Variability in childhood allergy and asthma across ethnicity, language, and residency duration in El Paso, Texas: a cross-sectional study.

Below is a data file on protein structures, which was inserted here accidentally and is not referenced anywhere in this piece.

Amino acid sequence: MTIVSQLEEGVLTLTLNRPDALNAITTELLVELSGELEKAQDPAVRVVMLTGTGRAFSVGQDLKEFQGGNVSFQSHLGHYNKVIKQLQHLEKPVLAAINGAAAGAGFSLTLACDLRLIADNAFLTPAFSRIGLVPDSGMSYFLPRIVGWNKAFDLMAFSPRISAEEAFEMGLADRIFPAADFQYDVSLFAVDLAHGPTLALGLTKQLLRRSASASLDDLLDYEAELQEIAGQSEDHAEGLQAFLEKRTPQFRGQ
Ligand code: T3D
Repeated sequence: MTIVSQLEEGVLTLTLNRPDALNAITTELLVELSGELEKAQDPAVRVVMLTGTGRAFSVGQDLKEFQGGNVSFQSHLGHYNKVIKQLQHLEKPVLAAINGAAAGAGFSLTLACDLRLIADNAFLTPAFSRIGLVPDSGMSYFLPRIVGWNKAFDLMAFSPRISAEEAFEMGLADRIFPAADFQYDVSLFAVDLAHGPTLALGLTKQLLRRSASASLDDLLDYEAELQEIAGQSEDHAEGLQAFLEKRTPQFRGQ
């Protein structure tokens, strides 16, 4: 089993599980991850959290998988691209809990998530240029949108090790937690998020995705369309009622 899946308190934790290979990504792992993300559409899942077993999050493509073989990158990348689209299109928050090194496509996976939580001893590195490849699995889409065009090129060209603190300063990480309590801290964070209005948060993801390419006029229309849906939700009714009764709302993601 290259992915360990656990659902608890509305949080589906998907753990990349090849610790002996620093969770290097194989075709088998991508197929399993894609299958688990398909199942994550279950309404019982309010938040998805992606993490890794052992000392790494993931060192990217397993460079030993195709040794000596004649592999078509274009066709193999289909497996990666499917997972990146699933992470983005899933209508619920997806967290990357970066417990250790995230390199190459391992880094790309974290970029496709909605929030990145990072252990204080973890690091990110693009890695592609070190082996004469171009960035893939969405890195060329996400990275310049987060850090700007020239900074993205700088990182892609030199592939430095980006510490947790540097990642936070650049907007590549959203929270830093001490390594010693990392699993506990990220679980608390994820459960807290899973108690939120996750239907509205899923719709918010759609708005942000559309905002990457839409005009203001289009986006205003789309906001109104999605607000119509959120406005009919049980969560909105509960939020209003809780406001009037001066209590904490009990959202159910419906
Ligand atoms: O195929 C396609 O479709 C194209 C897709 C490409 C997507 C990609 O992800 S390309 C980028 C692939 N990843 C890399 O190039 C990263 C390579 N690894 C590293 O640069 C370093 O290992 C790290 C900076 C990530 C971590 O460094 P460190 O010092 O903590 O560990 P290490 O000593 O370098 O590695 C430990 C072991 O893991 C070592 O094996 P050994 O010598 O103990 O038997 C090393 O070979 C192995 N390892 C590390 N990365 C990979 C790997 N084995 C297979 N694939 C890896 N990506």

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We evaluated the impact of migration to the USA-Mexico border city of El Paso, Texas (USA), parental language preference, and Hispanic ethnicity on childhood asthma to differentiate between its social and environmental determinants.Allergy and asthma prevalence was surveyed among 9797 fourth and fifth grade children enrolled in the El Paso Independent School District. Parents completed a respiratory health questionnaire, in either English or Spanish, and a sub-sample of children received spirometry testing at their school. Here we report asthma and allergy outcomes across ethnicity and El Paso residency duration.Asthma and allergy prevalence increased with longer duration of El Paso residency independent of ethnicity and preferred language. Compared with immigrants who arrived in El Paso after entering first grade (18%), lifelong El Paso residents (68%) had more prevalent allergy (OR, 1.72; 95% CI, 1.32 - 2.24), prevalent asthma (OR, 1.75; 95% CI, 1.24 - 2.46), and current asthma (OR, 2.01; 95% CI, 1.37 - 2.95). Spirometric measurements (FEV1/FVC and FEF25-75) also declined with increasing duration of El Paso residency (0.16% and 0.35% annual reduction, respectively).These findings suggest that a community-wide environmental exposure in El Paso, delayed pulmonary development, or increased health of immigrants may be associated with allergy and asthma development in children raised there.